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Upper Tribunal finds Somali journalist cannot be expected to change profession to avoid persecution


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The Upper Tribunal has found in the case of MSM (journalists; political opinion; risk) Somalia [2015] UKUT 00413 (IAC) [BAILII](with UNHCR intervening) that a Somali journalist would be at risk of persecution if returned to Somalia and that, crucially, he cannot be expected to change profession in order to avoid persecution. Many thanks to Chelvan, who was Counsel, for highlighting and sharing it over two weeks ago (this is an updated version of that original post).

The official headnote reads:

  1. The enforced return of the Appellant, a journalist, from the United Kingdom to his country of origin, Somalia, would expose him to a real risk of persecution on the ground of actual or imputed political opinion and/or a breach of his rights under Articles 2 and 3 ECHR.
  2. It is probable that, in the event of returning to Somalia, the Appellant will seek and find employment in the media sector.
  3. The Appellant is not to be denied refugee status on the ground that it would be open to him to seek to engage in employment other than in the media sector.
  4. Documents such as Home Office Country Information Guidance and Country of Information publications and kindred reports should not be forensically construed by the kind of exercise more appropriate a contract, deed or other legal instrument. Reports of this kind are written by laymen, in laymen’s language, to be read and understood by laymen. Thus courts and tribunals should beware an overly formal or legalistic approach in construing them. Furthermore, reports of this type should be evaluated and construed in their full context.
  5. In cases where the Secretary of State seeks to withdraw a concession, or admission, the Tribunal should adopt a broad approach, taking into account in particular its inquisitorial jurisdiction, the public law overlay, the imperative of considering all relevant evidence and fairness to the litigant.

The determination is particularly interesting on the question of whether a person seeking refugee status can be expected to change their conduct in order to avoid being persecuted. The panel reviews the relevant UK, EU and Australian authorities and concludes that the Home Office argument that the Refugee Convention does not protect a person’s chosen profession was misguided on the facts of the case because in fact the persecution arose from imputed political opinion, which the appellant could not control anyway.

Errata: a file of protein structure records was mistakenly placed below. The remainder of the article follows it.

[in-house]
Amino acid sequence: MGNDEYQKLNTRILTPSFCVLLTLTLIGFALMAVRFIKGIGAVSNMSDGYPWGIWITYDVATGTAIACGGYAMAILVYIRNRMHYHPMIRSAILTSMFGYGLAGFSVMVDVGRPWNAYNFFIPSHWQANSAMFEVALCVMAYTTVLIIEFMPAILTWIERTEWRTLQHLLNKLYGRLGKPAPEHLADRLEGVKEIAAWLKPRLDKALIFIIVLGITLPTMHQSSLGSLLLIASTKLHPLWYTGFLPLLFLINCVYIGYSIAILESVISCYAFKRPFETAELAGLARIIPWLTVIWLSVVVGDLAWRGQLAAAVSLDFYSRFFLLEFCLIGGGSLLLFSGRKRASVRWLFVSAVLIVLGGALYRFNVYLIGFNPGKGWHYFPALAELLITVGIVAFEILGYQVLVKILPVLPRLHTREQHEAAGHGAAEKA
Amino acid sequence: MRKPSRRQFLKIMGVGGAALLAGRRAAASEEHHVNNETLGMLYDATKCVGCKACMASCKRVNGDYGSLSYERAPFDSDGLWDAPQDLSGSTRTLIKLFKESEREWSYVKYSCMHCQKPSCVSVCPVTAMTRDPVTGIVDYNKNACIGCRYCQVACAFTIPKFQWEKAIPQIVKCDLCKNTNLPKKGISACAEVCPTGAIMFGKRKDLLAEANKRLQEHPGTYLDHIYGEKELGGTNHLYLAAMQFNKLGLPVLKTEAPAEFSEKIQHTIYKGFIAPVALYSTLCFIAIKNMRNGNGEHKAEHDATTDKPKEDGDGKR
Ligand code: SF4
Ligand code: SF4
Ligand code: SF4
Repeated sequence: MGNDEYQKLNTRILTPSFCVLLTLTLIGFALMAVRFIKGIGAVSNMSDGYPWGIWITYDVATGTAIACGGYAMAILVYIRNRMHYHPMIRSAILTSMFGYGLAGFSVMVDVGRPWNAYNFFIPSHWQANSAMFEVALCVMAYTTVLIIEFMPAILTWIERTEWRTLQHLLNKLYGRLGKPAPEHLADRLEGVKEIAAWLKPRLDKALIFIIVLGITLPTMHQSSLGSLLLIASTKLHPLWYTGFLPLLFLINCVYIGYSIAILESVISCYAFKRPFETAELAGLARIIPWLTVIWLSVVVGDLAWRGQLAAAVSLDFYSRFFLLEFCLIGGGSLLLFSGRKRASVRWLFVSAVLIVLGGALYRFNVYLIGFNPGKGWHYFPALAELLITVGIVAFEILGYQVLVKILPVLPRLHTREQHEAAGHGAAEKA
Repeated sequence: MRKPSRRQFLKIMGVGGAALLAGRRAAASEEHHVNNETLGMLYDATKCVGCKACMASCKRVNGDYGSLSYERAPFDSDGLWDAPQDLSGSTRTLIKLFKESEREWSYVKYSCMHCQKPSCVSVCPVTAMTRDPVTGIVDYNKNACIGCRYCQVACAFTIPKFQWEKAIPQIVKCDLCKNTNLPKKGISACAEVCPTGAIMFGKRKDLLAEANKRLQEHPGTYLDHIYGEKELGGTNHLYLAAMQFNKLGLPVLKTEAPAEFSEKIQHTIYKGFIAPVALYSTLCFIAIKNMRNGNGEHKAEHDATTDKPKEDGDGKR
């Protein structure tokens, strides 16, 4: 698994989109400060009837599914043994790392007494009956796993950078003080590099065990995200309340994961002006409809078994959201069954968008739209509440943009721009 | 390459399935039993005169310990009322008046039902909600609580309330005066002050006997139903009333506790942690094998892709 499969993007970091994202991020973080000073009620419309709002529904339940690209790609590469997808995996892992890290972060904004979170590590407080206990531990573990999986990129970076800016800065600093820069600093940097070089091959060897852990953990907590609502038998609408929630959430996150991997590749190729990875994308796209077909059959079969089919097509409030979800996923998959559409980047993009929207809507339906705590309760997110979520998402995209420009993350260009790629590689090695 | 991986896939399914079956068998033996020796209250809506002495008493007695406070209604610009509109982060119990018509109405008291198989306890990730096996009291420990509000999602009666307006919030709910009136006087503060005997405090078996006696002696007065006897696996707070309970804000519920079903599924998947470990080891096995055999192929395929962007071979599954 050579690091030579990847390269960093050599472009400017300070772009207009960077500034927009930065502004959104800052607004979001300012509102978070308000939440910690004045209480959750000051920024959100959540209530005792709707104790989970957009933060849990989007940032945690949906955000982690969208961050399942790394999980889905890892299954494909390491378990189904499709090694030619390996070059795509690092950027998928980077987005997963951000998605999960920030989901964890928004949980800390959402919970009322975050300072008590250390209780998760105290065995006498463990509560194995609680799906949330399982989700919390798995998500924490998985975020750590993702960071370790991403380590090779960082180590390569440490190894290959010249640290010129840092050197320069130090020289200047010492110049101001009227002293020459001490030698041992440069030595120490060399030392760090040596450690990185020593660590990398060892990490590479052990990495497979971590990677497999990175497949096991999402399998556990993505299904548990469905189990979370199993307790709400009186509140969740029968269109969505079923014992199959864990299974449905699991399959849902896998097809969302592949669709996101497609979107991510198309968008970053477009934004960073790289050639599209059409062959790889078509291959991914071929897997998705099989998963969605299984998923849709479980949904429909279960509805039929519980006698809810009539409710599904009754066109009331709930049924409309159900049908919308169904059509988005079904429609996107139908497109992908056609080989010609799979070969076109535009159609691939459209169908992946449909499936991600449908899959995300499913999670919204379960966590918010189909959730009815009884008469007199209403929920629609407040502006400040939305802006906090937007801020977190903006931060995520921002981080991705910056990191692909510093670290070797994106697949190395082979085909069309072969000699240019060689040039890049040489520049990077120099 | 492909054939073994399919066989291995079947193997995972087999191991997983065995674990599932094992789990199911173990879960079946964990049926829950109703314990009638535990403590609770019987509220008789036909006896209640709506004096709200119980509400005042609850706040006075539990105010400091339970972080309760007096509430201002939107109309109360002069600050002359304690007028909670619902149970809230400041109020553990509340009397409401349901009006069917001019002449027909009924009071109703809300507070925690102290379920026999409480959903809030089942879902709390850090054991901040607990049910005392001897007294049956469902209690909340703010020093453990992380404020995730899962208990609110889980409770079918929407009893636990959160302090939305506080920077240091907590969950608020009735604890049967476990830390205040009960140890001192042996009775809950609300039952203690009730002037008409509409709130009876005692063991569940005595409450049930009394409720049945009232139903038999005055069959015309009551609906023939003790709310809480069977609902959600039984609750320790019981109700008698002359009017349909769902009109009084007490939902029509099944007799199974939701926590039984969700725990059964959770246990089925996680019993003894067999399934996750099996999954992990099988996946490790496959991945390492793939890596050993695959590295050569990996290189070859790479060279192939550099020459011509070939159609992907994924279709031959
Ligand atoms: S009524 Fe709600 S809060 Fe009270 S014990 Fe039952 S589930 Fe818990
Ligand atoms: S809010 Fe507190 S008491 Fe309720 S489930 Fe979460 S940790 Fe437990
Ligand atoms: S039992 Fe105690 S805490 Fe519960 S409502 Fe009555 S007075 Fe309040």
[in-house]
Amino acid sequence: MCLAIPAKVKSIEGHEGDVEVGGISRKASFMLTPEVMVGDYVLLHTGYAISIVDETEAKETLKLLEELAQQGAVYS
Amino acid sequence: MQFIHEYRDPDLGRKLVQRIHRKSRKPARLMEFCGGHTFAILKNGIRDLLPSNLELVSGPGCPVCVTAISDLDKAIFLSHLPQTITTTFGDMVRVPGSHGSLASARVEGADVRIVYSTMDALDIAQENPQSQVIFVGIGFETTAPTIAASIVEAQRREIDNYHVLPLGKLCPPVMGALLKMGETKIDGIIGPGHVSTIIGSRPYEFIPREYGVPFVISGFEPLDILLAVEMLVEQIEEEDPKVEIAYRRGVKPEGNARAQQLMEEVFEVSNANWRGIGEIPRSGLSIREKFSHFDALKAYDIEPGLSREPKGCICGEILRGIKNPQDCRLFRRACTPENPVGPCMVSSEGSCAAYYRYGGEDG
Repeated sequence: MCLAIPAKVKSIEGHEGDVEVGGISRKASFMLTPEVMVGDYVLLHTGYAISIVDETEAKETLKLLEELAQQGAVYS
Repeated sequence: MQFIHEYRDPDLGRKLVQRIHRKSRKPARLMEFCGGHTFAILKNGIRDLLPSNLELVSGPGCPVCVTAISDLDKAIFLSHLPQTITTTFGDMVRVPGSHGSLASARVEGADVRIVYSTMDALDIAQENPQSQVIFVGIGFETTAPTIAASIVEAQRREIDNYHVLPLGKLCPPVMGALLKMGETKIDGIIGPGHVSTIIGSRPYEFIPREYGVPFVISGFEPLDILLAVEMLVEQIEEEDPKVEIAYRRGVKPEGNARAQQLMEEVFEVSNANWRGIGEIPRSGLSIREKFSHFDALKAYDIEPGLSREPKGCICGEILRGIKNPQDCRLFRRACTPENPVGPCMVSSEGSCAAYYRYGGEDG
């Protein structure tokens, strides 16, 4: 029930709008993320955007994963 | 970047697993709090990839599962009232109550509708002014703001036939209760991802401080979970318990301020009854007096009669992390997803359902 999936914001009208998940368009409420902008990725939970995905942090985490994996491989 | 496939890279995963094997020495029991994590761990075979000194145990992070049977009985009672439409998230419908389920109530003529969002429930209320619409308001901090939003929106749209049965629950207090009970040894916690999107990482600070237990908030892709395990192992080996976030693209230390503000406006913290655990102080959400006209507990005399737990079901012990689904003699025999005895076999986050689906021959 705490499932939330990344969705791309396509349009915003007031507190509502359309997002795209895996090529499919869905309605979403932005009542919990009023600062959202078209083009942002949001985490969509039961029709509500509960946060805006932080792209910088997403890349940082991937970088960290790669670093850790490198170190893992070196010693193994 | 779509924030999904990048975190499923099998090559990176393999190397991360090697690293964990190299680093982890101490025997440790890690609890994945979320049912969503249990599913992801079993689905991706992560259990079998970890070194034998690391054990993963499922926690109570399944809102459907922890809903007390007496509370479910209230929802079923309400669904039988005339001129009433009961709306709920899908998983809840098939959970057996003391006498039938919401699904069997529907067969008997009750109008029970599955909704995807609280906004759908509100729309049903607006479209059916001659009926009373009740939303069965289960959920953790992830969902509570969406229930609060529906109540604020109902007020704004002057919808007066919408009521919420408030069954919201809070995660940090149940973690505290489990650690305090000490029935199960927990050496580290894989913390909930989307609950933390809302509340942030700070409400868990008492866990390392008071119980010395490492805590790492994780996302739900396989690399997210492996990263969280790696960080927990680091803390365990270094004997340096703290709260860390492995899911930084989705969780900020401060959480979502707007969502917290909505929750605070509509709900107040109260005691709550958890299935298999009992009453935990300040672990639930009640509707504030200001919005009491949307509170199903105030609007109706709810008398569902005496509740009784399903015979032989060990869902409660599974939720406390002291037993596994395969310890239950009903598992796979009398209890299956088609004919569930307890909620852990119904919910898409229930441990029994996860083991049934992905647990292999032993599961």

In comparing the jurisprudence, the panel finds there there may be some dissonance between the approach of the Court of Justice of the European Union reflected in Joined cases C-199-201/12 X, Y and Z (sexuality) and Joined cases C-71/11 and C-99/11 Y and Z (religion) and the UK Supreme Court case of HJ (Iran) [2010] UKSC 31. If so, the tribunal remarks, EU law must take precedence.

The point of dissonance is that in EU law there is no room for a person to avoid persecution by voluntary modification of conduct or voluntary discretion. In HJ (Iran) there is perhaps some room for voluntary change of behaviour if this is purely a matter of personal preference rather than being necessary to avoid persecution. The tribunal concludes:

In short, the possibility of conduct entailing the avoidance of [sic?] modification of certain types of behaviour related directly to the right engaged is irrelevant. Thus this possibility must be disregarded.

The Home Office had also argued in MSM that the modification of behaviour under scrutiny in the case would not involve the forfeiture of a fundamental human right and therefore the refugee claim could not succeed. The panel disagrees, holding rather that freedom of expression is in fact a fundamental right and

the suggestion that there are different degrees in the exercise of the right to espouse and express political opinions … invites a quantitative assessment which, in our opinion, is not merely impracticable but is not harmonious with the nature of the right in question. We consider that interference with this particular right is not to be measured by reference to the extent to which the exercise of one right is adversely affected by the conduct, threatened or actual, of the persecutor. This approach, in our view, neglects the intrinsic nature of the right, which permits and protects the unconstrained expression of a political opinion at any time, at the choice of the individual, as frequently or infrequently as may be desired, subject only to limitations which do not arise in this appeal. This is the quintessence of the underlying right, namely freedom of expression. Moreover, to accede to this argument would be tantamount to reinstating the discredited concept of marginal versus core. Finally, it suffers from the further infirmity that its operation would be utterly impracticable in cases of imputed political opinion.

Great result for the appellant, really interesting refugee law issue and good to see a rare intervention by UNHCR as well. Those involved were Mr S Chelvan and Ms V Hutton and Ms J Smeaton (all of Counsel), instructed by Duncan Lewis and Company Solicitors,  Ms DJ Rhee (of Counsel), instructed by the Treasury Solicitor and Ms M Demetriou QC, acting pro bono, instructed by Baker and McKenzie LLP for UNHCR as intervenors.

Interested in refugee law? You might like Colin's book, imaginatively called "Refugee Law" and published by Bristol University Press.

Communicating important legal concepts in an approachable way, this is an essential guide for students, lawyers and non-specialists alike.

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Colin Yeo

Immigration and asylum barrister, blogger, writer and consultant at Garden Court Chambers in London and founder of the Free Movement immigration law website.